The Raventós sisters struggled for the appreciation of laces for years, teaching and collecting information, even publishing a book in 1963 with a treaty on lace making throughout Europe.
As a result of the exhibitions set up in the “Salon del Tinell” in 1960, at “Lluisa Cura School” in yeaar 1961, and a retrospective in 1963 with the lace that had been made by his disciples for a long time, arised the possibility of creating a Patronage and, in turn, The Barcelona’s School of Puntaires , institution that began to operate as a part of the School Massana of Barcelona. Later, for lack of space, it was moved to the Palace of the Virreina and then again moved to the Barcelona’s Textile and Clothing Museum, and recently are established in C / Sant Erasme, 11 in Barcelona.
Although lacemaking suffered a decline in the 19th. and 20th. cent. as a handmade craft, there is now a revival. Lace courses and events are programmed in every village troughout the country, in Catalonia the “Annual Lace Day Event” -Diada-, attracts up to 2.500 lacemakers from all over Spain
The origin of Numerical laces comes from the evolution of oriental laces. Curved lines constitute all type of drawings and fill all the empty spaces.These laces usually use 12 bobbins and a cylindrical pillow. The most ancient designs -without fillings- the braids touch one to another Once these laces evolved, braids space out and fillings appear. A first group including Slovenian, Russian, Catalonian and Talaverana (the two last ones in Spain) can be consider as the most ancient pure numerical laces. They have not fillings, since braids touch one to another producing a moving sense and changing directions so many times as needed to fill the spaces.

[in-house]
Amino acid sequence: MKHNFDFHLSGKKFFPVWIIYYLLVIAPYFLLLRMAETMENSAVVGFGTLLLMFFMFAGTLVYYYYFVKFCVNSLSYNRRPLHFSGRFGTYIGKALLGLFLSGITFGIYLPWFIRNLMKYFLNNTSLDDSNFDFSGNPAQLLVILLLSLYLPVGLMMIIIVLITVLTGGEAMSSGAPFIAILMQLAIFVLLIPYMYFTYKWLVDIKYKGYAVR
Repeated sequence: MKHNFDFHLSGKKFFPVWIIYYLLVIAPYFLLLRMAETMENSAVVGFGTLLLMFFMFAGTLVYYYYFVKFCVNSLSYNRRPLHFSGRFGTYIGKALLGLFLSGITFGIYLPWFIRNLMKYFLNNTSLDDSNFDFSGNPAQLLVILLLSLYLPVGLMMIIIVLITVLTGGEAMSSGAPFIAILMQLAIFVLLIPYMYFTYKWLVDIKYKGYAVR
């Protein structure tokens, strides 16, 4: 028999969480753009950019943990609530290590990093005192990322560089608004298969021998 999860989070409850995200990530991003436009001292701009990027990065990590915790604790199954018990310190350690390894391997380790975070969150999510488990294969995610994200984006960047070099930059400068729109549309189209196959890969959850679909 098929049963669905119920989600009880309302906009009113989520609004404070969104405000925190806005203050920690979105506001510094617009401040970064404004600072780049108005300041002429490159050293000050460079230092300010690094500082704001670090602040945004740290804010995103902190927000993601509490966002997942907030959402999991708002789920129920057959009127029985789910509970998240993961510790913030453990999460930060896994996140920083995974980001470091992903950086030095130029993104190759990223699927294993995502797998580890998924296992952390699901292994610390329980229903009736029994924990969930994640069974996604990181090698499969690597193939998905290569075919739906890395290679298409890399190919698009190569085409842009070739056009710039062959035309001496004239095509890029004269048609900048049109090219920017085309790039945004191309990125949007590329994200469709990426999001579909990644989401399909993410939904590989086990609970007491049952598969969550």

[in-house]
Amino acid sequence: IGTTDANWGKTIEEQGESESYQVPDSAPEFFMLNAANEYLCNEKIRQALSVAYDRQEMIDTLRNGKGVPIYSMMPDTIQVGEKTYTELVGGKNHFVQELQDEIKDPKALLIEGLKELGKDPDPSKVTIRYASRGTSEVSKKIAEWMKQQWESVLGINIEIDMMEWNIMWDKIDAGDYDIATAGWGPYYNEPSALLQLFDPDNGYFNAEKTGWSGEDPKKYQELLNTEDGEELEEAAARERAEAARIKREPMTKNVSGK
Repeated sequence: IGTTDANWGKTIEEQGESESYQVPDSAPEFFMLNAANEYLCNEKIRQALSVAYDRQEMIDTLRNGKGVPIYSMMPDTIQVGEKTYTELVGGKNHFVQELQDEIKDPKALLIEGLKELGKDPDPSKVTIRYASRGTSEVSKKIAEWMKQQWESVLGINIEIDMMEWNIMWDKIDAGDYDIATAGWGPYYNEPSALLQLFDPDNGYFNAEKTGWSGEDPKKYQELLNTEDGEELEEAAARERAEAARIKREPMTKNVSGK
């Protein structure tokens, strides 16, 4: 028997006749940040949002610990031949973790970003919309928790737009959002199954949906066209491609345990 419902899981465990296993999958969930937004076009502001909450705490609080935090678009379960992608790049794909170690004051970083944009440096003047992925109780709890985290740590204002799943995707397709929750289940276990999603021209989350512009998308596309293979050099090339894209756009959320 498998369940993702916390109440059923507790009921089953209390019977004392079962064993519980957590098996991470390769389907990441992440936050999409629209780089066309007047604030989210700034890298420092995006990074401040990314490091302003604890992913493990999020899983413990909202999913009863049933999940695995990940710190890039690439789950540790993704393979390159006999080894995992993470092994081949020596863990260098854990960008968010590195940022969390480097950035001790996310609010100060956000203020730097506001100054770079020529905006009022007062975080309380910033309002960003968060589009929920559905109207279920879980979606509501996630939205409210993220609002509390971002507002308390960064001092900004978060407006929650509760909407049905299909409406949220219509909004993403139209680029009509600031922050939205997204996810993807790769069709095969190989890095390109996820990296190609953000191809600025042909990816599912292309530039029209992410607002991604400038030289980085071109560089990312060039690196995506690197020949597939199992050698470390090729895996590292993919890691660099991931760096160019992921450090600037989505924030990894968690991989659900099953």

In each country they have their own characteristics and their own names too. The most known today is Russian Lace, since it was in Russia where these laces reached perfection, but we can talk also of Dalmata’s lace in Yugoslavia or Cinta Catalana in Spain. Dalmatia was the country which introducde bobbin lace to Eastern European countries and Russia. Bobbin lace is still made in the Yugoslavian town of Idria, where presumably the first tape lace was made.
Russian laces existed as early as the Fifteenth Century. These very simple narrow trimmings where made in gold and silver threads. Later developed into rich laces decorating Monasteries and used by richmerchants. Bobbin lacemaking spread quickly and the laces became an integral part of Russian Folk Art in the Seventeenth Century.
In Spain, Talaverana lace is made of white thread and also uses silver, gold and colored threads.
“Puntas Capitanas” developed as far as we know about 19nth. cent. in the South West of Spain. Similar to Hinojosa lace, but not so rich in stitches. Clothstitch is the main used. The design of patterns is similar.
Numerical lace in Catalonia is called “Cinta Catalana”. It is a very light lace, since plaits fill the space between braids, sometimes continuous, sometimes discontinuos. The thread used is a very fine cotton and lace stands out with a high contrast of light and shades. Curves are drawn in parallel and with respect to a vertical axe between them. Braids have everyone their own foot.
Nowadays a numerical lace has been recovered in Spain: “Witchstitch Lace” also called Hinojosa lace.